7 Cuban political prisoners arrive in Madrid, first of 52 such prisoners to be freed

By Jorge Sainz, AP
Tuesday, July 13, 2010

7 Cuban political prisoners arrive in Spain

MADRID — Seven former political prisoners from Cuba smiled and gave victory signs Tuesday after they and their families arrived in Madrid, the first of 52 dissidents the Cuban government has promised to free in a historic policy shift.

In an action once deemed unthinkable, the Cuban government agreed last week to liberate those still imprisoned from a 2003 crackdown that jailed 75 activists. Spain, which along with the Roman Catholic Church negotiated the deal, agreed to accept the first group of exiles.

Those freed included Lester Gonzalez, Omar Ruiz, Antonio Villarreal, Julio Cesar Galvez, Jose Luis Garcia Paneque, Pablo Pacheco and Ricardo Gonzalez Alfonso, according to Spain’s Foreign Ministry.

They arrived on two flights that left Havana on Monday night. Together with their families they numbered around 35.

Galvez read from a statement in name of the released.

“We hope that those that continue in Cuba will be able to enjoy the same liberties as we have at this moment,” he said. “Our arrival signals the start of a new period in the future of Cuba”

Another dissident denied that group was being used by the Cuban government.

“We don’t consider ourselves manipulated,” Gonzalez said.

Spain’s Secretary of Iberoamerican Affairs, Juan Pablo de Laiglesia, greeted the seven and said the release was the result of dialogue between Cuba, the church and Spain.

“Spain hopes this dialogue will arrive reach its port safely and produce all its fruits,” he said.

The Cubans will not be required to stay in Spain and will be free to head elsewhere, authorities said earlier.

The U.S. government also welcomed the release.

“We applaud the efforts of the Cuban Catholic Church, Spain and others who have worked towards the release of prisoners of conscience from jail in Cuba,” Assistant Secretary of State for Public Affairs Philip J. Crowley said in a statement.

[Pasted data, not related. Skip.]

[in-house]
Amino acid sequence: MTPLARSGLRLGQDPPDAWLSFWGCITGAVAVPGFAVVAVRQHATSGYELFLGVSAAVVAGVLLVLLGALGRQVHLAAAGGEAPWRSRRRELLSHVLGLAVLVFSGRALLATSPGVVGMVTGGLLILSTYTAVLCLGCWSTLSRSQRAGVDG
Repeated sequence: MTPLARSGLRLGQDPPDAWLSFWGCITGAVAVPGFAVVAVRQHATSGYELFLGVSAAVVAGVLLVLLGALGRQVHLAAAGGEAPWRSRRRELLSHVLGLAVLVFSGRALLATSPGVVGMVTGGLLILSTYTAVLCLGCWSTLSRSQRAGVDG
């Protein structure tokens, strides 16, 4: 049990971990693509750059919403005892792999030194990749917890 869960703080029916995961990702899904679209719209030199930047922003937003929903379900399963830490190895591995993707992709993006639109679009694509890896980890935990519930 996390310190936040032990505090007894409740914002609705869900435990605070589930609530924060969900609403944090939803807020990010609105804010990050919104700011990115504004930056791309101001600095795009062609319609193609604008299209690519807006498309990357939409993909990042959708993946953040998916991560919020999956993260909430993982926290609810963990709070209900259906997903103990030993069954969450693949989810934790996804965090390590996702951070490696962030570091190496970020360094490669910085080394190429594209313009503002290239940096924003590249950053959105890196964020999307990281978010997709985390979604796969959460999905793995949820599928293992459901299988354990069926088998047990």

“While the United States continues to call for the immediate and unconditional release of all political prisoners, this is a positive development that we hope will represent a step towards increased respect for human rights and fundamental freedoms in Cuba,” he added.

The church says another 13 opposition activists and dissidents behind bars will go free soon. It was not known if the rest of the 52 dissidents will be allowed to stay in Cuba or will be forced into exile, but both the U.S. and Chile have offered to grant them asylum, in addition to Spain.

Ruiz, who had been serving a 12-year sentence for treason, told The Associated Press in Cuba that he and six other former inmates were driven to Havana’s Jose Marti International airport, where they were reunited with relatives in a special waiting room. All were then escorted to the flights, but he said Cuban officials were watching them even then.

“That’s why I won’t consider myself free until I arrive in Spain,” he said.

Associated Press writers Will Weissert and Andrea Rodriguez in Havana, Ciaran Giles in Madrid and Ken Guggenheim in Washington contributed to this report.

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